Got up and drove to Gettysburg, PA. Took the auto tour ($1.00). It was long. I sure hope it helps the kids with their history. The national cemetery is so quiet. The birds don’t even sing there. My impression is that there are many men buried in the tomb of the unknown soldier here. Lincoln was so great. I don’t know why they don’t say more about him on the tours here.

Went to the Cyclorama. It was very interesting. All those pinpoint lights were men. The room was full of the lights. They were white at first and as the battle progressed the lights turned red signifying that they had died. At the end the red light bathed all the people in the room.

The town of Gettysburg itself has had a terrifying year. There were three churches that were burned to the ground this year. Arson. The culprit is in jail. Something to do with race relations. It seems so peaceful to us. Just goes to show how we can be fooled by outward appearances.

Went to the Charley Weaver Museum. Filled with wooden carved scenes with sound and lights. Good. Delicious lunch at Pennsylvania Dutch Cupboard. (11.18) Becky just had to order shoo-fly pie.

We’ve decide to spend our nights here at Greenwood Hills while we explore the area. Five nights at Greenwood Hills (ck for $15.00), groceries (6.08), white gas (1.10)

July 12

Went to Sunday meeting (Plymouth Brethren) at Greenwood Hills – many old people. How are they going to survive? There were a few teenagers who led the singing. G. Bull was an excellent speaker. Roger was in charge of the food for the conference this year. We stayed to eat there at noon. ($10.10) It was okay, but not great. R went to the afternoon meeting while kids and I relaxed. In the evening we went for a hamburger supper at the Red Barn  (3.80), and got ice for the camper (.50). The Greenwood Hills night meeting was held in the chapel by the road. The seats weren’t as uncomfortable as the meeting hall this morning.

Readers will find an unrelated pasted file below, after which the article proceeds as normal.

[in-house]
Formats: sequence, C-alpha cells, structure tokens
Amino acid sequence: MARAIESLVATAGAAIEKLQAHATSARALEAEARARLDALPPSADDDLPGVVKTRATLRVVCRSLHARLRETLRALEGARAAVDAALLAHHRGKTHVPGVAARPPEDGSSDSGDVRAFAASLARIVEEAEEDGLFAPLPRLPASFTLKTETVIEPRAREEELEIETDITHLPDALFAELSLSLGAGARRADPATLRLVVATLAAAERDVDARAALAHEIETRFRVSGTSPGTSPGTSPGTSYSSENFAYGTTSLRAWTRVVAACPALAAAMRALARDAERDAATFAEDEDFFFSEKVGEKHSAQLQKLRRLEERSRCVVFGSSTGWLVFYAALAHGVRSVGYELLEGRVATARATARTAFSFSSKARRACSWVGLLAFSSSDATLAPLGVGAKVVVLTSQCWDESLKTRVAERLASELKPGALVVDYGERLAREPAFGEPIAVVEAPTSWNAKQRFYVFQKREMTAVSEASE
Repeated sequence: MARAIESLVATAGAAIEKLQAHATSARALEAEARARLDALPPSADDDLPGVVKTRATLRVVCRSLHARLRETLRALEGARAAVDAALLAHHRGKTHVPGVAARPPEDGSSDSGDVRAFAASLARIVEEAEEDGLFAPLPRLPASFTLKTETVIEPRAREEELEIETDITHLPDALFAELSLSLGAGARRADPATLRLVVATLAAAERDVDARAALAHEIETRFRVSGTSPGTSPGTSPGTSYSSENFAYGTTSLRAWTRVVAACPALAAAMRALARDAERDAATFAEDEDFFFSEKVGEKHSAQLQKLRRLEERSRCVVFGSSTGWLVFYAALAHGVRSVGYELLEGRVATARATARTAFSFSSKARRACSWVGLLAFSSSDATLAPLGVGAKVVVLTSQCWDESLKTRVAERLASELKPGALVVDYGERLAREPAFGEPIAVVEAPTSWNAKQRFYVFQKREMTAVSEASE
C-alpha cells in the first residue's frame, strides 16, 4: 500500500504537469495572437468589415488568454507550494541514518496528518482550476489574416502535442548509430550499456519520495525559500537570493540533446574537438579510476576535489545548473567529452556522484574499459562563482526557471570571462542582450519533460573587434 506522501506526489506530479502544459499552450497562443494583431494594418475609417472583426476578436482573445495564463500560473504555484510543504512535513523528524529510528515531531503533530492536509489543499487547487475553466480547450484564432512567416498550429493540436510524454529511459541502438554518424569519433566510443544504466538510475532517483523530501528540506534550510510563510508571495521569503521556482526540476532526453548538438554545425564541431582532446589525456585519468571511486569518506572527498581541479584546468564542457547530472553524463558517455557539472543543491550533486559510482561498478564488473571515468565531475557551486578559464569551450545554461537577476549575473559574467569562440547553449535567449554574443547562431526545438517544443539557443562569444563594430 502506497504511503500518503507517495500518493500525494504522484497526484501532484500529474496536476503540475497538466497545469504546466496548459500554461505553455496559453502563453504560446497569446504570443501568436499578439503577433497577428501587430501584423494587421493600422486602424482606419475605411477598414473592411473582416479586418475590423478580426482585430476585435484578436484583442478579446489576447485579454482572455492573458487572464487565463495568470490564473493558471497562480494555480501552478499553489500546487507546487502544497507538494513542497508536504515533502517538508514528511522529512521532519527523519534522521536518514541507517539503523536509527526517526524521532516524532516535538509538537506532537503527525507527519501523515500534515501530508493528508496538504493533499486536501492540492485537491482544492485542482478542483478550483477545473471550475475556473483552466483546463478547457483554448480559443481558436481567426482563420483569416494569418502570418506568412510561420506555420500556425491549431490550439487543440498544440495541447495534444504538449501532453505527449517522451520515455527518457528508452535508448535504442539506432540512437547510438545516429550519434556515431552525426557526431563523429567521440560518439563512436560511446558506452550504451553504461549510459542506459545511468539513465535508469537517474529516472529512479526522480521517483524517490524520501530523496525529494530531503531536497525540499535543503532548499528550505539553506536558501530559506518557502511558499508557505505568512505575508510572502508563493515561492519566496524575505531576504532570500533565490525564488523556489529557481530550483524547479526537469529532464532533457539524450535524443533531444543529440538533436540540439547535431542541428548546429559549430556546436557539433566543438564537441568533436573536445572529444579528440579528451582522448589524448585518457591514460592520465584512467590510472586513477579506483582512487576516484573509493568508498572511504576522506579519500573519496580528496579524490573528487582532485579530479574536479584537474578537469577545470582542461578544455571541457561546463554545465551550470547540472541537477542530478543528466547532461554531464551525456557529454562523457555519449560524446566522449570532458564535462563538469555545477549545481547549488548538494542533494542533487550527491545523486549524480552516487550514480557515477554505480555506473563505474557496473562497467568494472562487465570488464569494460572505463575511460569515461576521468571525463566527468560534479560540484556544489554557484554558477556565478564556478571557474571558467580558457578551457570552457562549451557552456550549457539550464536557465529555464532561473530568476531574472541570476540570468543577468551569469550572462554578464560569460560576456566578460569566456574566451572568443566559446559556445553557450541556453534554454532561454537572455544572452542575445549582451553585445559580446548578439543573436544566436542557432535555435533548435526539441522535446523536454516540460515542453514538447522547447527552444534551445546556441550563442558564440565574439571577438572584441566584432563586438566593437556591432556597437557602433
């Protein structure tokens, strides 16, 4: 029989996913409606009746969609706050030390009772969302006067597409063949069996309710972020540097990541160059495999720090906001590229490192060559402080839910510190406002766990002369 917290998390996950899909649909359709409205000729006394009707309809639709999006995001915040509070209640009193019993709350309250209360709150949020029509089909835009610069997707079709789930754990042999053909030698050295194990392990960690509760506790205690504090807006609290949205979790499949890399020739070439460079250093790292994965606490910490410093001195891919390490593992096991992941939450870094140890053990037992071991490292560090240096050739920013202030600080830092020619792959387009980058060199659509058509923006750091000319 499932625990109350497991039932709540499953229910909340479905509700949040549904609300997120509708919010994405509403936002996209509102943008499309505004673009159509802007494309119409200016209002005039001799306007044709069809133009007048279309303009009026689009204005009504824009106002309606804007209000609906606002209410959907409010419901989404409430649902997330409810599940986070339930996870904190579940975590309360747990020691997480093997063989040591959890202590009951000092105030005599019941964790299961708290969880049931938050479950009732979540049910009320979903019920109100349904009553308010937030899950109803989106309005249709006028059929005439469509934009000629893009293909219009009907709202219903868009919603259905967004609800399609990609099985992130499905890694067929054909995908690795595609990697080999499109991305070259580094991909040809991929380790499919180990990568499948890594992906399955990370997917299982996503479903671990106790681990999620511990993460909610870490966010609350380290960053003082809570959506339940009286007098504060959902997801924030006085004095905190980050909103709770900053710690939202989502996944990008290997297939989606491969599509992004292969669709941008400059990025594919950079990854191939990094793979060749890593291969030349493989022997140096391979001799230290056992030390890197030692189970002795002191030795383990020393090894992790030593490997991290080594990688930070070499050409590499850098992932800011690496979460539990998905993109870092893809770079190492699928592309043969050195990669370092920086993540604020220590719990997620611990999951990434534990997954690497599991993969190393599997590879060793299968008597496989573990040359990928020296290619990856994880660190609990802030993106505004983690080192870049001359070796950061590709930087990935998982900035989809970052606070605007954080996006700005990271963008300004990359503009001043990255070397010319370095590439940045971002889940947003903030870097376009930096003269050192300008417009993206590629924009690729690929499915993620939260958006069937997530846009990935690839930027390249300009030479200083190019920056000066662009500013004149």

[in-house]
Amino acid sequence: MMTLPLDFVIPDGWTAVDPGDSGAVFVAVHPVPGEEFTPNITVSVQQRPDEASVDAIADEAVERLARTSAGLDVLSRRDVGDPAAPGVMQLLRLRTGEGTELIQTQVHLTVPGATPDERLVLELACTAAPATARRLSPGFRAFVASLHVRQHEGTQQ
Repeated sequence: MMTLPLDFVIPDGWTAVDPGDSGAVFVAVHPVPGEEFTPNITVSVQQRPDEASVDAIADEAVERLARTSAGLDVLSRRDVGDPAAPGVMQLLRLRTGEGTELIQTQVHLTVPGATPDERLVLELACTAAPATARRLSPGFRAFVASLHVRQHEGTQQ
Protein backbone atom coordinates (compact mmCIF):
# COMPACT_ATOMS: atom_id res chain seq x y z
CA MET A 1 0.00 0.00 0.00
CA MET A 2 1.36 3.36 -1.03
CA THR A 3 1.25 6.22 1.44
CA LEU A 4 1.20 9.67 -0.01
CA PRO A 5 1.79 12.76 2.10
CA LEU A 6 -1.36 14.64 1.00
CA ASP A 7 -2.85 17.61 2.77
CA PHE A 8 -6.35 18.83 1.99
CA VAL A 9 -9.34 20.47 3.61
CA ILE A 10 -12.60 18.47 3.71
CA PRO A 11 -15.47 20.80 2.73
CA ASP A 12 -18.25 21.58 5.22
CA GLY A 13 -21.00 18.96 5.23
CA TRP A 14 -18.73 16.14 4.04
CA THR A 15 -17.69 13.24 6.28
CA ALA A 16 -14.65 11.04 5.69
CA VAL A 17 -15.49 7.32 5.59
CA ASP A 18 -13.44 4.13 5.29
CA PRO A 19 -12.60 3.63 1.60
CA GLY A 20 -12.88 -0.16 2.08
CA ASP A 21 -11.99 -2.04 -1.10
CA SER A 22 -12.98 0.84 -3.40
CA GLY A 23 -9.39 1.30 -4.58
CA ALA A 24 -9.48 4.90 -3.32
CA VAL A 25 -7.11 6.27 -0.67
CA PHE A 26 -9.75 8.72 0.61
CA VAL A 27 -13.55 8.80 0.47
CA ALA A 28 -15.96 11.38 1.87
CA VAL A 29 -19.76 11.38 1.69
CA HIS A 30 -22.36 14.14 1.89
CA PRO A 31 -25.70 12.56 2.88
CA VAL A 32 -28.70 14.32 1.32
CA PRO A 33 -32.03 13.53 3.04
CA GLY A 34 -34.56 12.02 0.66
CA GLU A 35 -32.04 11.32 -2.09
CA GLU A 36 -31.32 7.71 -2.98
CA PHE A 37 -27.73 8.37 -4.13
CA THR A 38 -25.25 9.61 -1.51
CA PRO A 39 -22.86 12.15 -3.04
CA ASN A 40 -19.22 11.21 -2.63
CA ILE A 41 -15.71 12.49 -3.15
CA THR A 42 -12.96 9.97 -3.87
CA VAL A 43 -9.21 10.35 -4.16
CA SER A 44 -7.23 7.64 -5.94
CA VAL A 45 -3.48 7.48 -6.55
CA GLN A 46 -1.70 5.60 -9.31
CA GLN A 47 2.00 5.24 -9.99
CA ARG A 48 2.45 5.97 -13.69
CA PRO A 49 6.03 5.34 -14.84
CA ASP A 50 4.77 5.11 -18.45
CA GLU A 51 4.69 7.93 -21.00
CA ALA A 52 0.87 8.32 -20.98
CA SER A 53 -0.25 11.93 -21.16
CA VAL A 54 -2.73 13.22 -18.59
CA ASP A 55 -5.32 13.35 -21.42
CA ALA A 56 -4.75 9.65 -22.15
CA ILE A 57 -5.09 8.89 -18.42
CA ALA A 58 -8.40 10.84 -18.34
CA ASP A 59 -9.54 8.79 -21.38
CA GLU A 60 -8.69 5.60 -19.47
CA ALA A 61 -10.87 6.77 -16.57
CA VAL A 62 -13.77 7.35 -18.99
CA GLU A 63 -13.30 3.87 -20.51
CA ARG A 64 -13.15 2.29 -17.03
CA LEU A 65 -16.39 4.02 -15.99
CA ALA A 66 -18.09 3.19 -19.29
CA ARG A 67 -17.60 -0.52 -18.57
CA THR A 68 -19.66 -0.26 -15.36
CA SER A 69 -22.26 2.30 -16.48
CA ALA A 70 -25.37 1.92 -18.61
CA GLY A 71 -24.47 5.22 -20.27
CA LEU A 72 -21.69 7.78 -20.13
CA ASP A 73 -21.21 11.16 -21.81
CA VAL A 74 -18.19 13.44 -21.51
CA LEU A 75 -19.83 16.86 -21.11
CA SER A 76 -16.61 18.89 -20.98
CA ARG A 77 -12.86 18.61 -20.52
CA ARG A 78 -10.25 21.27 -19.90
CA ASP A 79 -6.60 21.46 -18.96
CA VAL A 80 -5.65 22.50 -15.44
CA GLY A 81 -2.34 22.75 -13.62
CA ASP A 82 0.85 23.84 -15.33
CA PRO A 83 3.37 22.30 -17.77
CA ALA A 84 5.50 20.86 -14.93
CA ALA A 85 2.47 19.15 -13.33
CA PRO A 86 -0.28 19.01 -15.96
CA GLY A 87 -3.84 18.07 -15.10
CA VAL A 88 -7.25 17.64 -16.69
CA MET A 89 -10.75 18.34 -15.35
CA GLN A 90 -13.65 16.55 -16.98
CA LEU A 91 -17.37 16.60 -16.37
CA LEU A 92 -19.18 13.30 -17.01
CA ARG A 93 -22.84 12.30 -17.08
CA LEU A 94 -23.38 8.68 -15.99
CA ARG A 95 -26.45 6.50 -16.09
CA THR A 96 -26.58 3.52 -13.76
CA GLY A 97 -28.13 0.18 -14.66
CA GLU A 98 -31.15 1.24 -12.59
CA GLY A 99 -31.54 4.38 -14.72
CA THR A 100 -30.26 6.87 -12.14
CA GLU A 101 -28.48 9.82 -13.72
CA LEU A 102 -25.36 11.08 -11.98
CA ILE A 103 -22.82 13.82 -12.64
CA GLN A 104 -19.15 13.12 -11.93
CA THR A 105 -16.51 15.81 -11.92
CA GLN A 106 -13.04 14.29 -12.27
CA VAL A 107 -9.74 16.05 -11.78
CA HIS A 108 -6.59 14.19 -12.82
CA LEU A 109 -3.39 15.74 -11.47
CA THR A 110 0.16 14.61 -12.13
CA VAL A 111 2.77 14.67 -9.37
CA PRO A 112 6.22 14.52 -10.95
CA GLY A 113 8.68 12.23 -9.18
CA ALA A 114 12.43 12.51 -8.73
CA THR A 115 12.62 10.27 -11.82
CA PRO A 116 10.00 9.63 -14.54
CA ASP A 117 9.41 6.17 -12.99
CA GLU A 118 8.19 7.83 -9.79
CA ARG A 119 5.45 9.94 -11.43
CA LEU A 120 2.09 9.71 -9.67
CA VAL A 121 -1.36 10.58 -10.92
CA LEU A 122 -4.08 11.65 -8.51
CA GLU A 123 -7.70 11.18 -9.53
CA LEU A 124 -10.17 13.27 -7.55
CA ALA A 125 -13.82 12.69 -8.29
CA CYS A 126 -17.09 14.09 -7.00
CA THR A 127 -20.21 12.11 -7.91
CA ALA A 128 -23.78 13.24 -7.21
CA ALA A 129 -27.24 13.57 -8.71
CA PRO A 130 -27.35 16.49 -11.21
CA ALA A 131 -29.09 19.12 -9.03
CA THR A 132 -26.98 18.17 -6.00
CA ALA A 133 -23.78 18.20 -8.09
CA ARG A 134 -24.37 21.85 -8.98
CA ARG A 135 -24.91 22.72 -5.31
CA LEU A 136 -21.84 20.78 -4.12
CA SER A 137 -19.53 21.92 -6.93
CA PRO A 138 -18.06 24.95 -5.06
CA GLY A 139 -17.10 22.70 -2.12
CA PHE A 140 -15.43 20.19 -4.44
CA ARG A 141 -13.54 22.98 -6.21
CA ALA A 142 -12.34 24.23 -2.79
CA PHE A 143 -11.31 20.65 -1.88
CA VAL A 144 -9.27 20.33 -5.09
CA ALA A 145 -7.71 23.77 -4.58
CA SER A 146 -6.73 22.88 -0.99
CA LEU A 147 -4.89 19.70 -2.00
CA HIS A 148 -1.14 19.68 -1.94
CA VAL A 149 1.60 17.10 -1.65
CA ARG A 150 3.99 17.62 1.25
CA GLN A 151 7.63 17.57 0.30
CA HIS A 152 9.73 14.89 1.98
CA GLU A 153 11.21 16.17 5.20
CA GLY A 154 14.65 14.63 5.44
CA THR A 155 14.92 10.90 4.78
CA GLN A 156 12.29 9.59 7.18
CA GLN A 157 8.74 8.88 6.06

We said goodbye to the Daltons from Ft. Lauderdale, FL. They promised to visit us in Houston with their Airstream trailer. We said goodbye to the Dutch people from Holland (I think they live in Long Island).

This is what I know about saying goodbye to my brothers and sisters in Christ – I know I will see them again. If not here, then THERE.

Durn Politikin’

Edmund Burke
Edmund Burke (Photo credit: Wikipedia)

This past Tuesday morning a lady came to the door and asked for me by name, so I said “This is Me.”

“You’re voting straight Democrat in this election, right?”


“You mean you’re voting for the Republicans?”  She sounded aghast.


“Well, go blow it then,” she said in disgust, walking away.

I had to laugh.

Edmund Burke (1729-1792) once wrote about conciliation with America, “Magnanimity in politics is not seldom the truest wisdom; and a great empire and little minds go ill together.”